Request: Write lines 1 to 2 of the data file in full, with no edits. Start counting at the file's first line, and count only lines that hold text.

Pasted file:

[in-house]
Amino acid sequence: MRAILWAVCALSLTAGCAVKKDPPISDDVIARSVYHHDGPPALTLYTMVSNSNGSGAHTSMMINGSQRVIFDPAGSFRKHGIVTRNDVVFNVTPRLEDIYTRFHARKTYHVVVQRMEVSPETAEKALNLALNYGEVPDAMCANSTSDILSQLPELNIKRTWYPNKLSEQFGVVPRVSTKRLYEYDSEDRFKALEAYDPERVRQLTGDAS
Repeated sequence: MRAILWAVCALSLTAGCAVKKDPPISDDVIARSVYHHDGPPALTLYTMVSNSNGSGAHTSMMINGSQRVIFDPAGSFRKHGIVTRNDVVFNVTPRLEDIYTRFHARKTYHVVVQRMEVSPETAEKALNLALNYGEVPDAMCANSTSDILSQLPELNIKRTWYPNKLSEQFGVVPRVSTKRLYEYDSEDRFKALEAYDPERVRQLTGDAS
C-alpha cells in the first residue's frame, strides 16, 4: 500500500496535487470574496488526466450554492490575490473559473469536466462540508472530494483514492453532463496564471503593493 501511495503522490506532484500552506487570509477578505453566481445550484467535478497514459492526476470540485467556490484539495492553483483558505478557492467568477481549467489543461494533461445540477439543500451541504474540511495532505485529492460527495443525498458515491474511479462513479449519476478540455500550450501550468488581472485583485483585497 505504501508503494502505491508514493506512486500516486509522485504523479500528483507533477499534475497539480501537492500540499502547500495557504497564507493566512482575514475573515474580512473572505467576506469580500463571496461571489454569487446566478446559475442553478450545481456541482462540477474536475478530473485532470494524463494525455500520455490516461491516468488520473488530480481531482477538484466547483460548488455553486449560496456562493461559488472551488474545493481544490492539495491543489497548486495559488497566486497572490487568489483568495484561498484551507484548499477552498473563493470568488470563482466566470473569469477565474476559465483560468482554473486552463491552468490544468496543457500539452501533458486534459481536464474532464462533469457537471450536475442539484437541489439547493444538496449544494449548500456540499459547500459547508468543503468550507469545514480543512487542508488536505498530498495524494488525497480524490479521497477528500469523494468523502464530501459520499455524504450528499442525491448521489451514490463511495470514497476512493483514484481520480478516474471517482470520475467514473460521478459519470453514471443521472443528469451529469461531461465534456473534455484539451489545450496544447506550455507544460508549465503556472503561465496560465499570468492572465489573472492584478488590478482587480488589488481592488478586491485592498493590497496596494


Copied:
[in-house]
Amino acid sequence: MRAILWAVCALSLTAGCAVKKDPPISDDVIARSVYHHDGPPALTLYTMVSNSNGSGAHTSMMINGSQRVIFDPAGSFRKHGIVTRNDVVFNVTPRLEDIYTRFHARKTYHVVVQRMEVSPETAEKALNLALNYGEVPDAMCANSTSDILSQLPELNIKRTWYPNKLSEQFGVVPRVSTKRLYEYDSEDRFKALEAYDPERVRQLTGDAS